EPN Second Annual Little Rock University Scholarship Program Fund Drive

Last year’s university bound scholars

Last year’s university bound scholars

KIbera, the largest urban slum in Kenya

KIbera, the largest urban slum in Kenya

As you may recall, Kibera is the largest urban slum in Kenya. Living conditions there are horrendous - severe overcrowding, no running water, raw sewage in open trenches. There is a pervasive sense of hopelessness.  I have walked through Kibera. I have seen it firsthand. I sat with a family in their home and learned about their lives. That's why I am so eager to do my small part to help.  Little Rock Inclusive Early Childhood Education Centre, on the other hand, is an oasis for the disadvantaged children of Kibera, providing a host of programs that give the kids a chance at education and a better life

Little Rock Inclusive ECD Centre

Little Rock Inclusive ECD Centre

Last year, we raised the entrance fees to send the first class of Little Rock Scholars to University.  Our program was successful and you can see updates on the by browsing the updates in last year’s fundraiser site.  The students are succeeding at universities, committed to contributing to their community, and very grateful for our help.  Without Little Rock and your help, these students would be on the streets struggling to survive. Because of your support, they are in universities around Kenya, learning skills to lift themselves and their communities out of poverty. It is amazing. Thank you again for your help.

This year, ten Little Rock Scholars graduated from secondary school and qualified for university in Kenya.  Recall from last year that the Kenyan government, via it’s HELB program, will fund nearly an entire university education for deserving students.  These students must only pay the required entrance fees which amount to $500 per student.  Unfortunately, for these students from Kibera, that money is out of reach. EPN, through this program, is looking to fill that gap.  For $5000, we can change these ten deserving students’ lives by giving them the gift of a university education.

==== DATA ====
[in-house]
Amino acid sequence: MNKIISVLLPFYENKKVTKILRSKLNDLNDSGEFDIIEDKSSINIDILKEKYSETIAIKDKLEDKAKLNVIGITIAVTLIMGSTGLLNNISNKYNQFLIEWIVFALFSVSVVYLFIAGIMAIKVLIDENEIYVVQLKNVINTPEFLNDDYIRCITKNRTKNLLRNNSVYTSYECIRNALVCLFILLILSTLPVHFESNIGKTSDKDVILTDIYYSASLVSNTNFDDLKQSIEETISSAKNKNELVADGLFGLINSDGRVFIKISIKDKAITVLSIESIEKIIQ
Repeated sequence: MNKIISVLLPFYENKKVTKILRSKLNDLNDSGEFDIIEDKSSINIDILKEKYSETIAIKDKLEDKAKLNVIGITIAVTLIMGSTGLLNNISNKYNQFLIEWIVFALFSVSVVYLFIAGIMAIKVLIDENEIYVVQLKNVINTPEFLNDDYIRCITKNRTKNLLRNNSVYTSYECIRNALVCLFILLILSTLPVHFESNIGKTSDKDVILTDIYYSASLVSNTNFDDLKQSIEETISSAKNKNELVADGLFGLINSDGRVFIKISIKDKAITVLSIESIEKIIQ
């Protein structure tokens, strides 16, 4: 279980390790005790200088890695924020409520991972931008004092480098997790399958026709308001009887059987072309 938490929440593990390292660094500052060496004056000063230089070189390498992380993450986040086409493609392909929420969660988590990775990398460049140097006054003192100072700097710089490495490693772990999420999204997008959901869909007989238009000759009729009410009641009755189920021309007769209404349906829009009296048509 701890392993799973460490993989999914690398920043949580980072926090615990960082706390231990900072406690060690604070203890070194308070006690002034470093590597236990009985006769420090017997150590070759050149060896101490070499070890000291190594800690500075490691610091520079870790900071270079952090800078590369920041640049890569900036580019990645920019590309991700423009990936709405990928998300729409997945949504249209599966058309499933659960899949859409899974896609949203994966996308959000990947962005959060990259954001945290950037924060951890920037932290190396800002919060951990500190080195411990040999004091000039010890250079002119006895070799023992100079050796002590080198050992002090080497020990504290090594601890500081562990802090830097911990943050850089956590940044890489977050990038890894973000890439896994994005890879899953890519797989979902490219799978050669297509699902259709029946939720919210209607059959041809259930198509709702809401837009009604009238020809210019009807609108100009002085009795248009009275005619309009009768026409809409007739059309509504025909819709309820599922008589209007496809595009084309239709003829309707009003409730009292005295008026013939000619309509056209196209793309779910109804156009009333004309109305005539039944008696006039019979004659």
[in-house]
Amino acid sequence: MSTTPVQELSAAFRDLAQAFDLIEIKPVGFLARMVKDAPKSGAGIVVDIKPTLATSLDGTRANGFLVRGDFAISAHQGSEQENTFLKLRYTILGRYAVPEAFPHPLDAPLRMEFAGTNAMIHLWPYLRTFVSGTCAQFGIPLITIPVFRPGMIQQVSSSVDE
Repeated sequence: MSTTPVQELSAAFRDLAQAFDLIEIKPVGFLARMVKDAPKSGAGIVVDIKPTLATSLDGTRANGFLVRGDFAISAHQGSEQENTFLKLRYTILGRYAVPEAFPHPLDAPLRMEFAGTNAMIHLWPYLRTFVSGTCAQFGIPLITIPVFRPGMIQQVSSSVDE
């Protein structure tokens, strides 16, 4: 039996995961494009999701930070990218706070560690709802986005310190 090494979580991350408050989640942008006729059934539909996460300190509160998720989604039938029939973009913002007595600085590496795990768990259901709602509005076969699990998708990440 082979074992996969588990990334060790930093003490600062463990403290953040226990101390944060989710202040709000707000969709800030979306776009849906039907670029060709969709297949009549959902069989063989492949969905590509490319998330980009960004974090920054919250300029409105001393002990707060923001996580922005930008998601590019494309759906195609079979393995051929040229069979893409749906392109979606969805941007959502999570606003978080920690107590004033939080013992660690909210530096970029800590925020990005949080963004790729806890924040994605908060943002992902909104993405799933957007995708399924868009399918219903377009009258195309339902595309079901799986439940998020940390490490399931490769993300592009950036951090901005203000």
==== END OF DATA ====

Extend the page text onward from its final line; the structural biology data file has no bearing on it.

On March 26, we will launch this year’s fundraiser, introducing the students as we did last year.  Please look out for our email and posts next week, and please help if you can.  We know our program works.  Thanks for your help.  And if you can’t wait for next week, you can always donate here and your contribution will be included in our fundraising totals. 

Thanks! Sam Falk

More is better!

Another major priority of our trip to Niger was exploring opportunities for expansion.  Currently, there are 18 Farmers of the Future sites and we are eager to grow.  Each new site provides an opportunity to lift another community out of poverty.  But sites also serve as showcases for the power of the FOF concept.  After visiting our gardens, municipalities and development organizations are beginning to approach us and ask us to participate in their projects.   Our reputation is growing!  Here’s a great example of how momentum builds. 

Proud Farmers of the Future

Proud Farmers of the Future

The Millennium Challenge Corporation (a US-funded global development organization) recently granted the government of Niger the hefty sum of $437mm for agricultural development.  The money has been divided among several initiatives, including promoting irrigated vegetable production.  Right up our alley!